Brothers, sisters, aunts, uncles, cousins and grandparents—your home might include any number of these family members.  It might seem like they all want to tell you to “stop obsessing” or stop doing the compulsions.  Or they might try to help by helping you perform your rituals.  None of this will help you.  So YOU have to help manage the problem.

A well-known professional in the treatment of OCD has written an article called “How To Manage Your Parents When You Have OCD: A Guide for Teens”.  He gives practical ideas to help you live with the ups and downs of OCD, especially describing common mistakes parents and other family members can make when trying to help you.  It’s a good read.

You can show this article to your parents.  Maybe they’ll pick up some pointers about what to do, and not do, while you’re trying to get over your OCD.

Read the article: How To Manage Your Parents When You Have OCD

You can also check out two new books titled “Breaking Free From OCD: A CBT Guide for Young People and Their Families” and “The Thought That Counts: A Firsthand Account of One Teenager’s Experience with Obsessive-Compulsive Disorder”:

How Do I Know I’ll Get Better?

You’re not like everybody else, so wondering if CBT will really give you relief from OCD is understandable.  Many thousands of teens, adults and children have committed to CBT therapy (which includes homework sessions between sessions with your therapist)—and gained control over their OCD.

It’s not easy to beat OCD.  It will take hard work on your part.  You’ll need to be open to trying CBT, be honest with the cognitive behavior therapist who you’ll work with on this treatment and commit to going to therapy sessions once a week or more.  You’ll also have to do the homework assignments. In some cases, your therapist may recommend prescription medication for a while if you’re feeling depressed (and OCD certainly can make you feel depressed) or to help ease your anxiety and fears. This can make it much easier to do your CBT work. But the medication can be given just for the short-term.  And you have to have some patience—with yourself and with your family, as you go through treatment.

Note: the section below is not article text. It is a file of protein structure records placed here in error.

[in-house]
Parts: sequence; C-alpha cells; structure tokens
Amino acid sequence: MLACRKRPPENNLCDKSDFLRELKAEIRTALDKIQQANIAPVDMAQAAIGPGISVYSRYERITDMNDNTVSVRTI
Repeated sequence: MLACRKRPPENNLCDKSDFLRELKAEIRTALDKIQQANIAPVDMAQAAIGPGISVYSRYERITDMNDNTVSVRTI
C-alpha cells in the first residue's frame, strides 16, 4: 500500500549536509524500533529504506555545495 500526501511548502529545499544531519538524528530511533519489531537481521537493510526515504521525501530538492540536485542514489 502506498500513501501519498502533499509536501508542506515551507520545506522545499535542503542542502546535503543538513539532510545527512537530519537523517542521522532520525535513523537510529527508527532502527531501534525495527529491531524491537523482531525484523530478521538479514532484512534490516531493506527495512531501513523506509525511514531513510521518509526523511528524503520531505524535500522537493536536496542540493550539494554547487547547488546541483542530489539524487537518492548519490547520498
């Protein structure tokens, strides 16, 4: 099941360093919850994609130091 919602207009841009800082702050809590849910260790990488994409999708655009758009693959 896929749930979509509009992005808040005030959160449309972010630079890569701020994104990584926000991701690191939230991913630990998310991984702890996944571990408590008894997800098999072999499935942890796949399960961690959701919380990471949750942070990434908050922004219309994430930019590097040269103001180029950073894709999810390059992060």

You can read personal accounts of how teens and adults have learned to manage their OCD.  Their stories are in the Personal Stories section of this web site.

Read Personal Stories of success overcoming OCD

Everyone Thinks I’m Different—“The One With OCD”

You ARE different.  EVERYONE is different.  That’s what makes the world interesting—- everybody has different skills, different interests and very different personalities.  If you think of all your “good” traits, you might be surprised at how long the list is.  (Or you can get down on yourself and only think about the negative things, which we don’t recommend!)

OCD may seem to be all-consuming right now. The thoughts and fears are unwanted, and are sometimes almost too much to bear. no one should underestimate the pain you feel because of OCD. Obsessions and compulsions can take up a lot of time, too, especially if you haven’t started CBT treatment yet.

But OCD isn’t YOU.  It’s just one part of you.  And the rest of you wants to stop OCD from being a big part of your life. That’s why you need to get CBT treatment. You can learn to manage your symptoms, and feel more like yourself again.

Will I Ever Get “Back to Normal”?

No one can tell you how quickly you’ll get relief from OCD when you’re undergoing CBT therapy.  We’re not talking about a lifetime of treatment; in fact, it might only take a couple of months if you make the commitment to work hard at therapy.  (If you’ve had OCD symptoms for a long time, it may take somewhat longer to learn to manage the symptoms.)  You can talk about timing with your therapist. He or she has experience working with teens and may have some insight about how long you’ll be in therapy, and what to expect when treatment is completed.

Once you get control over your OCD symptoms, you can get back to concentrating on the things that matter most to you, whether that’s school work, friends and family, music, hobbies, sports—whatever.

Remember, OCD is not your fault, and no one wants you to suffer with this stressful disorder. You have the power to keep OCD under control, with a little help from those who love you and your therapist.

Read “Got OCD? A Guide for Teens”

Read books about Teen OCD

Back to top of page